Imatinib Mesylate (Generic Name)

Gleevec ®(Other Name)

About This Drug

Imatinib mesylate is used to treat cancer. It is given orally (by mouth).

Possible Side Effects (More Common)

  • Bone marrow depression. This is a decrease in the number of white blood cells, red blood cells, and platelets. It may increase your risk for infection, fatigue, and bleeding.
  • Headache
  • Nausea and vomiting
  • Swelling of ankles and feet
  • Weight gain
  • Some people have diarrhea and others have constipation
  • Abdominal pain
  • Upset stomach
  • Passing rectal gas; abdominal bloating
  • Muscle aches and /or cramps
  • Joint pain
  • Weakness
  • Trouble sleeping
  • Rash with or without itching
  • Hair loss
  • Cough
  • Shortness of breath
  • Irritation of your nose and throat
  • Fever, may have chills
  • Dizziness
  • Blurred vision
  • Taste changes
  • Loss of appetite
  • Trouble sleeping
  • Depression
  • Anxiety
  • Eye irritation, dry eyes, and eyelid swelling
  • Changes in your liver function.  Your doctor will monitor your liver function as needed. 
  • Night sweats
  • Chest pain or symptoms of a heart attack. Most heart attacks involve discomfort in the center of the chest that lasts more than a few minutes. Or the discomfort may go away and come back. It can feel like uncomfortable pressure, squeezing, fullness, or pain. Sometimes discomfort is felt in one or both arms, the back, neck, jaw, or stomach. If any of these symptoms last 2 minutes, call 911.

Possible Side Effects (Less Common) 

  • Flushing
  • Feeling your heart beat rapidly
  • Skin that is dry or red
  • Sensitivity to light (photosensitivity). Photosensitivity means that you may become more sensitive to the effects of the sun, sun lamps, and tanning beds. Your eyes may water more, especially in bright light.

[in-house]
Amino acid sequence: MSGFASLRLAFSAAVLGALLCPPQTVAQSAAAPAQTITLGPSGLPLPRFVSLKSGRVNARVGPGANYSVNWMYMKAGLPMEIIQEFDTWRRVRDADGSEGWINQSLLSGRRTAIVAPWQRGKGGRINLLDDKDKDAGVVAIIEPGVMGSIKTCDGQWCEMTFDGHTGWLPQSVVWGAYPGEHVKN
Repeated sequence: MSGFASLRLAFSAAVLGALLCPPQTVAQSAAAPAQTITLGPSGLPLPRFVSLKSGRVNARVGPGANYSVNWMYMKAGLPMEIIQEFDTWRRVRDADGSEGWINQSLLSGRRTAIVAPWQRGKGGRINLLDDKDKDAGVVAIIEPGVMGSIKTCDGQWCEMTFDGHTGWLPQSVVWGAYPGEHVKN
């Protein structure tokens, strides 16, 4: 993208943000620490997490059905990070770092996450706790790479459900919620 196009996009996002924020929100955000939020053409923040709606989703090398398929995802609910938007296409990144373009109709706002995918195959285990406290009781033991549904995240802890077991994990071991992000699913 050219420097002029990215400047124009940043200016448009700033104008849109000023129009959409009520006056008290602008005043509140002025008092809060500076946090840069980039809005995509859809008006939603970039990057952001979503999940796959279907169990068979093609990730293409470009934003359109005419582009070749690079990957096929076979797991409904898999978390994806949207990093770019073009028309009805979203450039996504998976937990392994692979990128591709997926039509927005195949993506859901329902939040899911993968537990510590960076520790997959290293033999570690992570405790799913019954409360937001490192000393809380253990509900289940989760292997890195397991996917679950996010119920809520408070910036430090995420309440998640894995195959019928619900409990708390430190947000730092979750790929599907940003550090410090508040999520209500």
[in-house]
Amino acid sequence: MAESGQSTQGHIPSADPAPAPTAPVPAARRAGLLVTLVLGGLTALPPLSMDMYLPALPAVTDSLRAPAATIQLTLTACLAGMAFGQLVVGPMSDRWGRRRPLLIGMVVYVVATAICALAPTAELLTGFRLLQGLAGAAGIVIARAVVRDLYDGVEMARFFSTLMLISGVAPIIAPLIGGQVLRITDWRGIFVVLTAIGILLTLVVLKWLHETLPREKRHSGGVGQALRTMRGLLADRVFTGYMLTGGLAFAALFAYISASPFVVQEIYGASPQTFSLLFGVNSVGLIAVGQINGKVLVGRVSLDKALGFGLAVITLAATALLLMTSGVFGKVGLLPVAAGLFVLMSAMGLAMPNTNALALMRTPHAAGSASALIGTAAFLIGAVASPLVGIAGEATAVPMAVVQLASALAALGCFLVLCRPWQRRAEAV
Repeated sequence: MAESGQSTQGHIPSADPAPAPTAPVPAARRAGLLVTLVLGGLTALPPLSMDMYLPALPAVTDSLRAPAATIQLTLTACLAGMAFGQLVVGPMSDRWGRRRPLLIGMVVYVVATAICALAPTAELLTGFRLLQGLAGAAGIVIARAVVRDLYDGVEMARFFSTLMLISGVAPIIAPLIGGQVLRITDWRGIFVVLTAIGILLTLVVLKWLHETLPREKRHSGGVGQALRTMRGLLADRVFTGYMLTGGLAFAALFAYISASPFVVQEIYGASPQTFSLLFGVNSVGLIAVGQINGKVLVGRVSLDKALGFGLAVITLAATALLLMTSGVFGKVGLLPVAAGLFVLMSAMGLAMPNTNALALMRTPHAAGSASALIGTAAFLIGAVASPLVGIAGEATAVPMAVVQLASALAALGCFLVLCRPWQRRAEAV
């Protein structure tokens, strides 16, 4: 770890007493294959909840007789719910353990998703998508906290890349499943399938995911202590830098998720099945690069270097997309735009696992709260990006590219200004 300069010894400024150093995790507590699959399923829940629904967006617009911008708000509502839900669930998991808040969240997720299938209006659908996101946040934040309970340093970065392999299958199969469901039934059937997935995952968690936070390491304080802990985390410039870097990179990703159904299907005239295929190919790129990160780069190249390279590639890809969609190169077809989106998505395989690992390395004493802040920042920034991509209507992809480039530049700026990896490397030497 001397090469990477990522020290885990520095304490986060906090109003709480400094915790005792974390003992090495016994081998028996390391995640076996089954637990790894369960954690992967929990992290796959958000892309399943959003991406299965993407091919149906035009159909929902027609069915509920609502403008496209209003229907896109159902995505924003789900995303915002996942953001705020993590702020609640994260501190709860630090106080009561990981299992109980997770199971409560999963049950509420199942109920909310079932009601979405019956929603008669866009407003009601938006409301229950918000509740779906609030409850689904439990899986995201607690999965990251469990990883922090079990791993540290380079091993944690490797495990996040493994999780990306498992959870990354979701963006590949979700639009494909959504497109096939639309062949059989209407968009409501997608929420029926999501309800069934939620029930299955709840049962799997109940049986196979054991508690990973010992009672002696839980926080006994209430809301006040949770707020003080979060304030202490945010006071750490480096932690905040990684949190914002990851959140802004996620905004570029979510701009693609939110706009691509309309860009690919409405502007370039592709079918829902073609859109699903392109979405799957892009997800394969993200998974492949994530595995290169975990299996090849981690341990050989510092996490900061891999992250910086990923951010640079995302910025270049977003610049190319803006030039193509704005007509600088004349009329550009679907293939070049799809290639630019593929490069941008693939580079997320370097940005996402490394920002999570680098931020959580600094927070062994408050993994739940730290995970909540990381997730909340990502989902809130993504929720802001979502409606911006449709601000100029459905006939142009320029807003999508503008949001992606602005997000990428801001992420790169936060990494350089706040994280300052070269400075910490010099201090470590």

• Blurred vision, irritated eyes, dry eyes 
  • Bleeding in the brain. Symptoms such as sudden numbness or weakness of your face, arm, or leg, especially on one side of your body; sudden confusion, trouble speaking or understanding; sudden trouble seeing in one or both eyes; sudden trouble walking, dizziness, loss of balance or coordination; or sudden, severe headache with no known cause.  If you have any of these symptoms for 2 minutes, call 911. 

Reproductive Concerns

  • Pregnancy warning: This drug may have harmful effects on the unborn child, so effective methods of birth control should be used during your cancer treatment.
  • Genetic counseling is available to you to discuss the effects of this drug therapy on future pregnancies. In addition, a genetic counselor can review the potential risks of problems in the fetus due to this medication if an exposure during pregnancy has occurred.
  • Breast feeding warning: Women are advised not to breast feed during treatment because this drug could enter the breast milk and seriously harm the breastfeeding infant.

Treating Side Effects

  • Ask your doctor or nurse about medicine that is available to help you prevent or lessen nausea, vomiting, diarrhea, constipation, upset stomach, gas and bloating, pain, trouble sleeping, cough, nose and throat irritation, depression, anxiety, dry eyes, eye irritation, and headache.